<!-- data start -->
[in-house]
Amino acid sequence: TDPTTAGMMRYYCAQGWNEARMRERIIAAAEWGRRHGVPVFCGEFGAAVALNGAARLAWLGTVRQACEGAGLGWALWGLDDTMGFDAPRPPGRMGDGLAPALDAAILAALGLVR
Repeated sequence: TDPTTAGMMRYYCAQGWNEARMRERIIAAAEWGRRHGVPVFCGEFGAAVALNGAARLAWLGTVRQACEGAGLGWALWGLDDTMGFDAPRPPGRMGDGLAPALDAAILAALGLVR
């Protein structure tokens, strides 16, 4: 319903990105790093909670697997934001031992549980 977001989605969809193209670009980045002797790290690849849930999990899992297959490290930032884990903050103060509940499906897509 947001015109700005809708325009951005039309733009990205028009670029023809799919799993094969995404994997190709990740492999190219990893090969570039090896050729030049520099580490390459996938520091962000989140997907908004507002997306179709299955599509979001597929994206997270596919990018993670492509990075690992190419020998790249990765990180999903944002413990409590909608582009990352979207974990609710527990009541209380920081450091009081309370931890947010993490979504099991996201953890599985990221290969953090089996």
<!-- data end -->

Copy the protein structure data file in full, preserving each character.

[in-house]
Amino acid sequence: TDPTTAGMMRYYCAQGWNEARMRERIIAAAEWGRRHGVPVFCGEFGAAVALNGAARLAWLGTVRQACEGAGLGWALWGLDDTMGFDAPRPPGRMGDGLAPALDAAILAALGLVR
Repeated sequence: TDPTTAGMMRYYCAQGWNEARMRERIIAAAEWGRRHGVPVFCGEFGAAVALNGAARLAWLGTVRQACEGAGLGWALWGLDDTMGFDAPRPPGRMGDGLAPALDAAILAALGLVR
């Protein structure tokens, strides 16, 4: 319903990105790093909670697997934001031992549980 977001989605969809193209670009980045002797790290690849849930999990899992297959490290930032884990903050103060509940499906897509 947001015109700005809708325009951005039309733009990205028009670029023809799919799993094969995404994997190709990740492999190219990893090969570039090896050729030049520099580490390459996938520091962000989140997907908004507002997306179709299955599509979001597929994206997270596919990018993670492509990075690992190419020998790249990765990180999903944002413990409590909608582009990352979207974990609710527990009541209380920081450091009081309370931890947010993490979504099991996201953890599985990221290969953090089996």